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In what has been hailed as the largest carbon credit sale worldwide, Saudi firms procure 2.2 million tons of carbon credits during an auction held in the Kenyan capital.
As companies increasingly strive to achieve their net-zero emissions goals, the demand for carbon offsets, which are generated through initiatives like tree planting and the adoption of cleaner cooking fuel, is anticipated to soar.
Saudi Arabia’s Aramco, Saudi Electricity Company, and 14 other firms participated in the auction, each paying 23.50 Saudi riyals ($6.27) per metric tonne of carbon credits. The auction was organized by the Regional Voluntary Carbon Market Company (RVCMC), which plans to launch a full-time exchange in Riyadh within the next six months. The Saudi Public Investment Fund and the Saudi Tawadul Group established the RVCMC.
The auctioned credits are certified and originate from projects that employ sustainable technologies or remove carbon from the atmosphere, as stated by RVCMC. In addition to these firms, Saudi Airlines also took part in the auction, as the credits’ certification covers offsets for airline emissions, according to RVCMC CEO Riham ElGizy.
RVCMC chose Kenya as the auction location to emphasize the importance of investing in climate projects. Despite being a minor contributor, accounting for less than 1% of global emissions annually, Kenya has suffered severe consequences from climate change in recent years, with devastating droughts causing widespread damage to crops, wildlife, and livestock.
“We are here to walk the talk,” ElGizy affirmed.
Voluntary carbon markets are increasingly viewed as vital by companies striving to achieve their environmental targets, as they allow investments in projects that sequester climate-warming emissions that cannot be eliminated from their own operations.
With more companies aiming for net-zero emissions by 2050, the demand for offsets is expected to rise. However, concerns regarding the quality of certain projects have deterred potential buyers and prompted calls from climate activists and industry leaders for stricter regulations.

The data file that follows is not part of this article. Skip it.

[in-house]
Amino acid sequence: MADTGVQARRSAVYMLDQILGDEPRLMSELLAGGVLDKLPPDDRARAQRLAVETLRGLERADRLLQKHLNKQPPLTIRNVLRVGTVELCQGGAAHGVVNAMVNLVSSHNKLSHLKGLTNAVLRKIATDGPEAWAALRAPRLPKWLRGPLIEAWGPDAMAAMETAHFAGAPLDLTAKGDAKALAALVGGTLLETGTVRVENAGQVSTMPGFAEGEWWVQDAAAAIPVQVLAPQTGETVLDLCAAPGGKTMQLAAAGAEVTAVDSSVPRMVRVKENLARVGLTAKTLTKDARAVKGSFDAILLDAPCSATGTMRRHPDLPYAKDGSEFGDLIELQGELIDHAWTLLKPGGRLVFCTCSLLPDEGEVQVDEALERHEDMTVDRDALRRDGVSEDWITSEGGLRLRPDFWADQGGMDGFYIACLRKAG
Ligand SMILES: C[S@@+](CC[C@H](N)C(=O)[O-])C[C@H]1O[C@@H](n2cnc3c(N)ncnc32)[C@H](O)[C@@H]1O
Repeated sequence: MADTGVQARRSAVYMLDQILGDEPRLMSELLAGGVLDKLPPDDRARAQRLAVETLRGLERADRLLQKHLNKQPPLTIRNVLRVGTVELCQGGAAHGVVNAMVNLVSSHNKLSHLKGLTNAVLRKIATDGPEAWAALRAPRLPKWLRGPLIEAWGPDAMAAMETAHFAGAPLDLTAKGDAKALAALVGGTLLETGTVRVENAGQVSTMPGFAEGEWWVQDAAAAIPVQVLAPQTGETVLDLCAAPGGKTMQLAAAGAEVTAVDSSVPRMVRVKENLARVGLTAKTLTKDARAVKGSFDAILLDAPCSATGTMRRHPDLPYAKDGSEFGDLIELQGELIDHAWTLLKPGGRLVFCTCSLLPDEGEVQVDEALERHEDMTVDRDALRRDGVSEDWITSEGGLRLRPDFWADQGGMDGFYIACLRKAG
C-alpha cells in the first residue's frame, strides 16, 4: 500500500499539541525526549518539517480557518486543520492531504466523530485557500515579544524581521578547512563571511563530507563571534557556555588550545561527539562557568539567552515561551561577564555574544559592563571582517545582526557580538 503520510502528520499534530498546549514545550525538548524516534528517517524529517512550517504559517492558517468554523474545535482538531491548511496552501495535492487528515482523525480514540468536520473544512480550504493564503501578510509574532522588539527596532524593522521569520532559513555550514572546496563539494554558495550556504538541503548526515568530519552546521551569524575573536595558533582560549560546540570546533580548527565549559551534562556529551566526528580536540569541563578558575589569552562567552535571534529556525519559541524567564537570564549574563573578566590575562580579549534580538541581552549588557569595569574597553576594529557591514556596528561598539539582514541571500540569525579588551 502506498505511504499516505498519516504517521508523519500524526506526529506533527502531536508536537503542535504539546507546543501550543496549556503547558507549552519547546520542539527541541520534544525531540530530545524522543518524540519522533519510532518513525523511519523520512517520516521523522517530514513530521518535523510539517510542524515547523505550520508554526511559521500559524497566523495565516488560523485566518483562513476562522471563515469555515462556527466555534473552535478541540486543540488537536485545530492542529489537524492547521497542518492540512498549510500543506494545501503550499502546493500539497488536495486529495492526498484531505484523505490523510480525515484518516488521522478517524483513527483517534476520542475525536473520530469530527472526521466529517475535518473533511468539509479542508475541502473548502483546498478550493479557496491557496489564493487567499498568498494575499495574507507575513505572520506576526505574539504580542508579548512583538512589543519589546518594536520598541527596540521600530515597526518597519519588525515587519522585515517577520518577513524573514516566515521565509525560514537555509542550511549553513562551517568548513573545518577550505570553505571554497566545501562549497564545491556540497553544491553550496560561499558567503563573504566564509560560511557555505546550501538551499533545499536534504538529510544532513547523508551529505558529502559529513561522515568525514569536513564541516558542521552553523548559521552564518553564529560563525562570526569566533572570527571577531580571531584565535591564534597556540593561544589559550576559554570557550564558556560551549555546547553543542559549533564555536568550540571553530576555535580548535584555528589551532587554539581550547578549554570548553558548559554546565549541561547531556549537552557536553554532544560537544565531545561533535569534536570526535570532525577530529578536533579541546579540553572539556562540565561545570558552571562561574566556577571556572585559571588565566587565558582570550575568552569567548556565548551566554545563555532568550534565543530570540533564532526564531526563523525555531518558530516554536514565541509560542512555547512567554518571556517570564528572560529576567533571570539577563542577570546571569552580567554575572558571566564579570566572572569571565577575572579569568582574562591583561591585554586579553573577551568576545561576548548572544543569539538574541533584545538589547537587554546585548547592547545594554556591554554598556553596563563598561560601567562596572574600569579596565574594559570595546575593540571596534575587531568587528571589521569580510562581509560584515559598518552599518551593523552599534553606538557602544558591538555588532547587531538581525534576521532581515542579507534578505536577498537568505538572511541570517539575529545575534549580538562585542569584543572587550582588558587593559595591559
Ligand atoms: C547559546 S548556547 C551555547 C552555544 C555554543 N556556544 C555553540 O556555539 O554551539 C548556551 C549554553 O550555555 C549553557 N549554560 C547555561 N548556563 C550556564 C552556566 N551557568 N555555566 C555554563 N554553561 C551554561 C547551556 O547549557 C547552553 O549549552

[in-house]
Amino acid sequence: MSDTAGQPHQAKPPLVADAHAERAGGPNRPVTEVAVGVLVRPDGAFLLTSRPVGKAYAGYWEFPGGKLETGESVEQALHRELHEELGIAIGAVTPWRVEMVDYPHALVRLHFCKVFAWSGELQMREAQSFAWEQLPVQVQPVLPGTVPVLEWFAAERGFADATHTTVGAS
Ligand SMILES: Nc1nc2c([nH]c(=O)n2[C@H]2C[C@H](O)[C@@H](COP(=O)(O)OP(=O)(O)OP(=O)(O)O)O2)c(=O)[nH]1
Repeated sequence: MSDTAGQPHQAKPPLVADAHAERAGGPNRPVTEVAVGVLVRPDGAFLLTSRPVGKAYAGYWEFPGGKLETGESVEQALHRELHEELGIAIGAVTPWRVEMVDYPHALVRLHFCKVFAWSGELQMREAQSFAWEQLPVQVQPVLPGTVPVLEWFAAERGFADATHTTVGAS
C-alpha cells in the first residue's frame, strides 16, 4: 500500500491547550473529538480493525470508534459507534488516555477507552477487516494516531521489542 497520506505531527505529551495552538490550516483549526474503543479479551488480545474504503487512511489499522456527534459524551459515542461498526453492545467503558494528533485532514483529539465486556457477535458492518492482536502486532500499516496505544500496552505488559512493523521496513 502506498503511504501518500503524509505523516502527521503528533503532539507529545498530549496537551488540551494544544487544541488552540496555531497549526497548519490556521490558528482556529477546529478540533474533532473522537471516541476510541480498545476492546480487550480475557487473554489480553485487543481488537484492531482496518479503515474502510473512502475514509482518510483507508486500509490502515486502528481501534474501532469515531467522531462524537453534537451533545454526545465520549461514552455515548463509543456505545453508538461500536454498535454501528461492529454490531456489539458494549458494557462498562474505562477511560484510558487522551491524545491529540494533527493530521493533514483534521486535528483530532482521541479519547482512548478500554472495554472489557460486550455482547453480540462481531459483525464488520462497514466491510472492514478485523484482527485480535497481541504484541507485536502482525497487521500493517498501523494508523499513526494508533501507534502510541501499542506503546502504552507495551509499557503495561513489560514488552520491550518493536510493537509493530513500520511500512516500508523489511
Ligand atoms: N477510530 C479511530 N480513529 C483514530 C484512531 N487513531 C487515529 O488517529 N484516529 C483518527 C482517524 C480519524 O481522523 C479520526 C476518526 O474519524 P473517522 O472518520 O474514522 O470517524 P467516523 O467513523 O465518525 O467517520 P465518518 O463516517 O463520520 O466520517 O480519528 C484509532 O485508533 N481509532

Ecosystem Marketplace estimates that the global market for voluntary carbon credits, valued at approximately $2 billion in 2021, could reach $50 billion by 2030, according to consultants at McKinsey.
Critics of the carbon offset market have voiced concerns about its transparency, limited credit supply, and the quality of projects. In response, ElGizy dismissed these criticisms, stating that RVCMC collaborates with two separate and independent expert teams responsible for vetting projects before they are included in the auction. She emphasized that any projects raising red flags are immediately excluded.
Approximately 70% of the credits auctioned on Wednesday originated from projects in Africa, with contributions including the supply of improved clean cookstoves to communities in Kenya and Rwanda, as well as renewable energy projects in Egypt and South Africa, as reported by RVCMC.
In conclusion, the new green investment where Saudi firms procure tons of carbon credits in Kenya underscores the growing importance of voluntary carbon markets in helping companies achieve their environmental objectives. Despite criticisms, RVCMC remains committed to ensuring the credibility of the projects included in its auctions, with the aim of addressing concerns and driving the transition to a low-carbon future.